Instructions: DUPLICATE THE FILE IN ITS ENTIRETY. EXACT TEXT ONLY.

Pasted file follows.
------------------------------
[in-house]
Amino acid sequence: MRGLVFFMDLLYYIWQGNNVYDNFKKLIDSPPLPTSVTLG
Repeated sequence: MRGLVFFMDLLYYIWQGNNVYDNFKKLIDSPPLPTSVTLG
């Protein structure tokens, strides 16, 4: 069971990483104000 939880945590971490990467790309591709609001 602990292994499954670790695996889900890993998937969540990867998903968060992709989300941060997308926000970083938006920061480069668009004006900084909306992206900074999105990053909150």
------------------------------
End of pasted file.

[in-house]
Amino acid sequence: MRGLVFFMDLLYYIWQGNNVYDNFKKLIDSPPLPTSVTLG
Repeated sequence: MRGLVFFMDLLYYIWQGNNVYDNFKKLIDSPPLPTSVTLG
């Protein structure tokens, strides 16, 4: 069971990483104000 939880945590971490990467790309591709609001 602990292994499954670790695996889900890993998937969540990867998903968060992709989300941060997308926000970083938006920061480069668009004006900084909306992206900074999105990053909150």